"The two sides agreed to make a joint effort and take comprehensive measures to step up structural economic adjustments, prevent big swings in foreign exchange rates and make a contribution to an orderly adjustment of global imbalances," the statement said.
Zhou met European Central Bank President Jean-Claude Trichet; Luxembourg Prime Minister Jean-Claude Juncker, who is also chairman of the Eurogroup of finance ministers; and Joaquin Almunia, the EU's monetary affairs commissioner.
EU officials are dismayed by the yuan's steady slide against the euro, which they say is exacerbating global imbalances and fuelling protectionism in Europe.
European steelmakers filed a new anti-dumping complaint against imports of steel from China on Tuesday, a day before a China-EU summit that will focus on the yuan rate and other growing trade frictions.
EU Trade Commissioner Peter Mandelson urged Beijing to abide by the rules of the World Trade Organisation (WTO), saying the EU would treat it like any other major trading partner -- a veiled warning that it might lodge a formal complaint with the trade watchdog.
"This is the only way that we will be able to sustain the political support we need in Europe to meet the challenges and changes that an open economic relationship with China imposes on us," Mandelson wrote in Tuesday's China Daily.
Mandelson said the EU wanted an end to China's managed currency.
"Even if revaluation would not, in itself, solve our trade deficit, it would help cool an overheating heavy industry sector that is swollen with overcapacity and artificially cheap capital," Mandelson wrote.
French President Nicolas Sarkozy made much the same argument at meetings on Monday with President Hu Jintao and Premier Wen Jiabao.
The toughening of the EU's tone coincides with a surge in its trade deficit with China, which Brussels expects to rise nearly 30 percent this year to 170 billion euros ($253 billion).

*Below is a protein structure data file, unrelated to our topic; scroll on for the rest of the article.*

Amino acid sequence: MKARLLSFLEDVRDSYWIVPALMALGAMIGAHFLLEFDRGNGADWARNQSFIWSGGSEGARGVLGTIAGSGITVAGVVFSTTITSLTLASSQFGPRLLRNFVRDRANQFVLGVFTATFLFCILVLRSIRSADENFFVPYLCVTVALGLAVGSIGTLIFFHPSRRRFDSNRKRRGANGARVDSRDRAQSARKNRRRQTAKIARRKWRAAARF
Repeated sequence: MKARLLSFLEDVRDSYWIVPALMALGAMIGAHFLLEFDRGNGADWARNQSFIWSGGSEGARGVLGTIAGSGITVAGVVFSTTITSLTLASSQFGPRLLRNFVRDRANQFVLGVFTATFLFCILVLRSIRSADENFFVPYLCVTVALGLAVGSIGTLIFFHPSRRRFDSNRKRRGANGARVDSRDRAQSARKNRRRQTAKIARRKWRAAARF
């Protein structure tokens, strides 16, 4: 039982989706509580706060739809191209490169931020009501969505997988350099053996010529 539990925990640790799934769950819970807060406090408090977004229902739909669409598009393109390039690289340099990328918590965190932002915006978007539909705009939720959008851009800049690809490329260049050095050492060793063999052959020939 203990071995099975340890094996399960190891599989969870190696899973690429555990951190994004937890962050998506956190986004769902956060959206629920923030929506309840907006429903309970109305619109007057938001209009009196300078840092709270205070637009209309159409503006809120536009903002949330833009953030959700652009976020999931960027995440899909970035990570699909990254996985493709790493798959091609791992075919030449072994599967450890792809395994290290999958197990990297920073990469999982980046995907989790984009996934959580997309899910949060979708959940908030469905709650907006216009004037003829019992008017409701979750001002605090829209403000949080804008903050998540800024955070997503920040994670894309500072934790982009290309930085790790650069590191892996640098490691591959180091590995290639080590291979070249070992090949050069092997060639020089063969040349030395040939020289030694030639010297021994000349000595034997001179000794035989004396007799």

The euro zone saw its deficit with China jump 25 percent in the first eight months to 70 billion euros.
But China, while expressing a willingness to discuss the yuan and trade imbalances, is standing its ground.
In talks with Sarkozy, Premier Wen Jiabao reiterated his well-worn line that Beijing would introduce greater currency flexibility over time, but at its own pace.
"It is China's set policy to build up an exchange rate system based on market supply and demand," Foreign Ministry spokesman Liu Jianchao quoted Wen as saying, according to the Xinhua news agency.
"China will unswervingly follow the principles of initiative, controllability and gradualism to promote foreign exchange reform in an orderly manner and to increase continuously the flexibility of the yuan's exchange rate," he added.
China can point to a further 10 percent rise in the yuan against the dollar on top of its initial 2.1 percent revaluation in July 2005. The central bank, which keeps the currency on a tight leash, let it rise on Tuesday to a post-revaluation high of 7.3840 per dollar.
The EU, though, argues that the yuan's exchange rate has barely changed when measured against a basket of currencies of China's main trading partners.
Juncker said on Nov. 16 that the yuan was undervalued by 20 to 25 percent, handing China an unfair trade advantage.
The exchange rate is just one in a range of issues testing the EU's generally cooperative approach on trade and investment.
The EU also says Beijing needs to do more to improve its record on food and product safety, as well as to protect intellectual property rights.
As European leaders arrived in Beijing, China said it wanted them to back a strong statement on Taiwan, the self-governed island that China says must accept eventual reunification.
Beijing fears Taiwan will use the run-up to Beijing's 2008 Olympic Games to press for wider international recognition, even outright independence.
Another Chinese Foreign Ministry spokesman, Qin Gang, said the EU should clearly oppose any moves towards Taiwanese independence.
"As a comprehensive strategic partner, we also hope the EU will be entirely unambiguous on the issue of opposing Taiwan independence," Qin told a news conference.
China has claimed sovereignty over Taiwan since the end of the Chinese civil war in 1949. Beijing has vowed to bring the island back under mainland rule, by force if necessary.